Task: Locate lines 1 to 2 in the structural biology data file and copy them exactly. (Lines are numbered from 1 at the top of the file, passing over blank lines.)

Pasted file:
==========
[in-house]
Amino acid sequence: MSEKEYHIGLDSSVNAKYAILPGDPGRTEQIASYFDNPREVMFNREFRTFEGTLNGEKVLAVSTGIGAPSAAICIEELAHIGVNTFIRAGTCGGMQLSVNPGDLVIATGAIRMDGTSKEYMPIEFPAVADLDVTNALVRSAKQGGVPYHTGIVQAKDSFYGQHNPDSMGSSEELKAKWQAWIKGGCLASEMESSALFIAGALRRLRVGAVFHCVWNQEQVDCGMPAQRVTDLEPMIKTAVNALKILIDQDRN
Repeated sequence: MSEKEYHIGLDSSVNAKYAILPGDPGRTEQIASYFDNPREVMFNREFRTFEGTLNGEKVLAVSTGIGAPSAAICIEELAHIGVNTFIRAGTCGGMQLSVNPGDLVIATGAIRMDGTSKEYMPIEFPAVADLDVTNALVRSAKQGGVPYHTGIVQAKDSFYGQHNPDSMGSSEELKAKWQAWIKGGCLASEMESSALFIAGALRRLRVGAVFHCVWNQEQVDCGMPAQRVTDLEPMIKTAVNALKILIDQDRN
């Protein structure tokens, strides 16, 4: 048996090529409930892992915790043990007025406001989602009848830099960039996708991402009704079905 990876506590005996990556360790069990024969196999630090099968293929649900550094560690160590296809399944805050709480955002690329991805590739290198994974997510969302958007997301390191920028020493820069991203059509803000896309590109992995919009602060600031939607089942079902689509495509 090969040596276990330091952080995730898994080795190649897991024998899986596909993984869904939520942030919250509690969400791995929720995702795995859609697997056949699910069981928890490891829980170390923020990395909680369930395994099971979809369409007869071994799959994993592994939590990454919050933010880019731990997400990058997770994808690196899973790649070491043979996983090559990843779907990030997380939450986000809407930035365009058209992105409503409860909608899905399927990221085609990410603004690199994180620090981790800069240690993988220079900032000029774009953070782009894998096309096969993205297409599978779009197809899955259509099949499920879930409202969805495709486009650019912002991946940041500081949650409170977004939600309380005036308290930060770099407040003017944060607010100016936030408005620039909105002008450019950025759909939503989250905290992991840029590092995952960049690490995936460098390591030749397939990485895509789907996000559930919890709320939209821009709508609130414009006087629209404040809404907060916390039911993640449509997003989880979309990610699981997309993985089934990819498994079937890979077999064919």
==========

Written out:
[in-house]
Amino acid sequence: MSEKEYHIGLDSSVNAKYAILPGDPGRTEQIASYFDNPREVMFNREFRTFEGTLNGEKVLAVSTGIGAPSAAICIEELAHIGVNTFIRAGTCGGMQLSVNPGDLVIATGAIRMDGTSKEYMPIEFPAVADLDVTNALVRSAKQGGVPYHTGIVQAKDSFYGQHNPDSMGSSEELKAKWQAWIKGGCLASEMESSALFIAGALRRLRVGAVFHCVWNQEQVDCGMPAQRVTDLEPMIKTAVNALKILIDQDRN